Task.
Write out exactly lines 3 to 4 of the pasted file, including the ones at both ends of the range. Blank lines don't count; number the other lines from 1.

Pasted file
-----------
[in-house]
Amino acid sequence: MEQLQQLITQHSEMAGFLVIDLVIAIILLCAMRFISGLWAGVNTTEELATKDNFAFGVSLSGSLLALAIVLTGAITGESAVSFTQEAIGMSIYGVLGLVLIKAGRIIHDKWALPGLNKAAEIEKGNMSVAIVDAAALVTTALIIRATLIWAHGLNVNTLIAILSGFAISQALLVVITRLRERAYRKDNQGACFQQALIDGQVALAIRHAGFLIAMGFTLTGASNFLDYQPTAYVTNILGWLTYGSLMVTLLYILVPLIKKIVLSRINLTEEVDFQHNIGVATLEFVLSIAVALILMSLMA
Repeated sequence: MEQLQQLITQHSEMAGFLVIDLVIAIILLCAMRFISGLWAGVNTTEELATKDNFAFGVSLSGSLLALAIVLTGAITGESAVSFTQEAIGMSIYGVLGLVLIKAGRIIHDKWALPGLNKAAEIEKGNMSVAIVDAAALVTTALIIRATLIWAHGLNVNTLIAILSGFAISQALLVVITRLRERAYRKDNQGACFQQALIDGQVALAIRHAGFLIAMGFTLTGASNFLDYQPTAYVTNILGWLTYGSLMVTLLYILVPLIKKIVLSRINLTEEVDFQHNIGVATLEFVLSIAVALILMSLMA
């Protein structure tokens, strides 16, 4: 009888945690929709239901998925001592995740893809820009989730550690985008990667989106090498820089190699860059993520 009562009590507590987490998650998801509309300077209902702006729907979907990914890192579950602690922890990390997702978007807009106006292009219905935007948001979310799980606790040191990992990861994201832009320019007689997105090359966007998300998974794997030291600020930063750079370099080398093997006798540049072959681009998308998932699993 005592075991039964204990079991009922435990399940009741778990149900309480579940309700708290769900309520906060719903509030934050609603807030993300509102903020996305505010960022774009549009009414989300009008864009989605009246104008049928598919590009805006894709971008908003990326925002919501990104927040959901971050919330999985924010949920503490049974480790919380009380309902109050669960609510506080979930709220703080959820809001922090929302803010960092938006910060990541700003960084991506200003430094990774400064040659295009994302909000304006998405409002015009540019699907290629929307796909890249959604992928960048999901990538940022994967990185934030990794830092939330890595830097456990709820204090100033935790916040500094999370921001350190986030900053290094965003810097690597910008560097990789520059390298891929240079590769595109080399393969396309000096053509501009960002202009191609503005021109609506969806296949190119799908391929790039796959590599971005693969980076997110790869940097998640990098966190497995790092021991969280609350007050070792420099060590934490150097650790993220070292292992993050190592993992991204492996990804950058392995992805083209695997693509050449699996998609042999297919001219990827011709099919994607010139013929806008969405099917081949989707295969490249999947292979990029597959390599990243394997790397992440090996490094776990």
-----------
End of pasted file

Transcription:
Repeated sequence: MEQLQQLITQHSEMAGFLVIDLVIAIILLCAMRFISGLWAGVNTTEELATKDNFAFGVSLSGSLLALAIVLTGAITGESAVSFTQEAIGMSIYGVLGLVLIKAGRIIHDKWALPGLNKAAEIEKGNMSVAIVDAAALVTTALIIRATLIWAHGLNVNTLIAILSGFAISQALLVVITRLRERAYRKDNQGACFQQALIDGQVALAIRHAGFLIAMGFTLTGASNFLDYQPTAYVTNILGWLTYGSLMVTLLYILVPLIKKIVLSRINLTEEVDFQHNIGVATLEFVLSIAVALILMSLMA
């Protein structure tokens, strides 16, 4: 009888945690929709239901998925001592995740893809820009989730550690985008990667989106090498820089190699860059993520 009562009590507590987490998650998801509309300077209902702006729907979907990914890192579950602690922890990390997702978007807009106006292009219905935007948001979310799980606790040191990992990861994201832009320019007689997105090359966007998300998974794997030291600020930063750079370099080398093997006798540049072959681009998308998932699993 005592075991039964204990079991009922435990399940009741778990149900309480579940309700708290769900309520906060719903509030934050609603807030993300509102903020996305505010960022774009549009009414989300009008864009989605009246104008049928598919590009805006894709971008908003990326925002919501990104927040959901971050919330999985924010949920503490049974480790919380009380309902109050669960609510506080979930709220703080959820809001922090929302803010960092938006910060990541700003960084991506200003430094990774400064040659295009994302909000304006998405409002015009540019699907290629929307796909890249959604992928960048999901990538940022994967990185934030990794830092939330890595830097456990709820204090100033935790916040500094999370921001350190986030900053290094965003810097690597910008560097990789520059390298891929240079590769595109080399393969396309000096053509501009960002202009191609503005021109609506969806296949190119799908391929790039796959590599971005693969980076997110790869940097998640990098966190497995790092021991969280609350007050070792420099060590934490150097650790993220070292292992993050190592993992991204492996990804950058392995992805083209695997693509050449699996998609042999297919001219990827011709099919994607010139013929806008969405099917081949989707295969490249999947292979990029597959390599990243394997790397992440090996490094776990």